Wednesday, 14 March 2012

Massacres are the inevitable result of foreign occupation

Until Nato leaves, it is certain to continue.

Seumas Milne                                        Guardian/UK 13                                         March 2012

It was an "isolated incident", US officials insisted. The murder of 16 Afghan civilians as they slept, Hillary Clinton declared, was the "inexplicable act" of one soldier. The slaughter of innocents in Panjwai, nine of them children, follows the eruption of killings and protests after US troops burned copies of the Qur'an last month. That came soon after the exposure of a video of US marines urinating on dead Afghans.

The evidence surrounding the Panjwai massacre is so far contradictory. If it was the work of a single gunman, he was likely to have been unhinged or motivated by perverted religious or racist hatred. But however extreme, it was certainly not an isolated incident. As in Iraq, the killing and abuse of civilians by occupation forces has been an integral part of this dirty war from its earliest days. As it drags on, ever more outrages emerge. Last year, members of a US unit were convicted of killing Afghan civilians for entertainment, cutting off body parts as trophies and leaving weapons with the corpses to make it seem as if they were killed in combat. Nor is such depravity just a US habit. British soldiers are currently on trial for filming their abuse of Afghan children, while US WikiLeaks files record 21 separate incidents of British troops shooting dead or bombing Afghan civilians.

Many civilians are killed in night raids or air attacks, such as the one that incinerated eight shepherd boys aged 6 to 18 in northern Afghanistan last month. Across the border in Pakistan, CIA "targeted" drone attacks have killed 2,300, including hundreds of civilians and 175 children – a massacre of another kind — with the collusion of Britain's GCHQ electronic spying centre.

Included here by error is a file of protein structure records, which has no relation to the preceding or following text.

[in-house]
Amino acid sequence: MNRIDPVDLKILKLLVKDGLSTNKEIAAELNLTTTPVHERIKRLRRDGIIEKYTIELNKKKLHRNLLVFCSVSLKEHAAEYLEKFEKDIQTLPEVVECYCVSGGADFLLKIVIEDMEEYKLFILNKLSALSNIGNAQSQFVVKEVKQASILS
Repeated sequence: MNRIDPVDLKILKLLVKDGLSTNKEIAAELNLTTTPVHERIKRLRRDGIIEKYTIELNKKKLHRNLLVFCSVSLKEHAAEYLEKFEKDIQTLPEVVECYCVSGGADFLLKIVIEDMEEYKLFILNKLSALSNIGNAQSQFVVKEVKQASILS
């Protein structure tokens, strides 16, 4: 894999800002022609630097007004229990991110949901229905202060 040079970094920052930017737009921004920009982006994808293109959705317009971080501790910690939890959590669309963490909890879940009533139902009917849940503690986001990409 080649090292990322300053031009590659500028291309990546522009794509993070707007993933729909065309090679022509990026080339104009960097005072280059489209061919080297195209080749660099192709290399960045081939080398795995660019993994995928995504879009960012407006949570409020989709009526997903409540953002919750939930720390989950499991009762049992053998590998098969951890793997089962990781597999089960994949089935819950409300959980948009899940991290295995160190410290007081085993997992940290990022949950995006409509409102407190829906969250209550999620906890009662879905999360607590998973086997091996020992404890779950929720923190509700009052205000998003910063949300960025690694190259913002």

Of course, the Afghanistan occupation is far from unique in its record of civilian suffering. The Iraq war was punctuated by occupation massacres from the start: And in Vietnam, hundreds of villagers were notoriously murdered by US soldiers in My Lai in 1968, among other bloodbaths. The same was true of Britain's colonial war against Malaya's communist guerrillas. Massacres are common in wars, but they flow from the very nature of foreign occupations. Brutalised soldiers, pumped up with racial and cultural superiority, sent on imperial missions to subdue people they don't understand, take revenge for resistance, real or imagined, with savagery.

That has been the story of the Afghan campaign: a decade-long intervention supposedly launched to crush terrorism that has itself spawned and fuelled terror across the region and beyond. This is a war that has failed in every one of its ever-shifting kaleidoscope of aims. The warnings of its opponents from the start have been gruesomely borne out. The Taliban control swaths of the country, Afghanistan is the opium capital of the world, women's rights are heading backwards, and the robber-baron Karzai government is reviled by its people. Where is the "good war" now?

Yet Cameron insists this "very good work" must go on. Despite the growing pressure to bring an end to a disastrous occupation, US demands on the Afghan government for a long-term "enduring presence" to save Nato's face are intensifying. But it's not going to be saved. There is no serious prospect of a change in the balance of forces before the end of 2014, when Nato forces are scheduled to end combat operations. With the US and Nato now committed to negotiation with the Taliban, the case for speeding up withdrawal has become overwhelming.

The best chance of preventing a return to civil war is an inclusive, negotiated settlement backed by the main neighbouring states. Spinning out the occupation to 2014 or beyond will only mean years more of massacres, dead soldiers and civilians and destabilisation of the region.

Like Iraq, the Afghanistan war has been a disastrous miscalculation for the western powers, which are having to learn the lessons of empire again and again. In the 21st century, more than ever, foreign military occupation will be resisted, paid for in blood – and rebound on those who try to impose it. 
Twitter: @SeumasMilne

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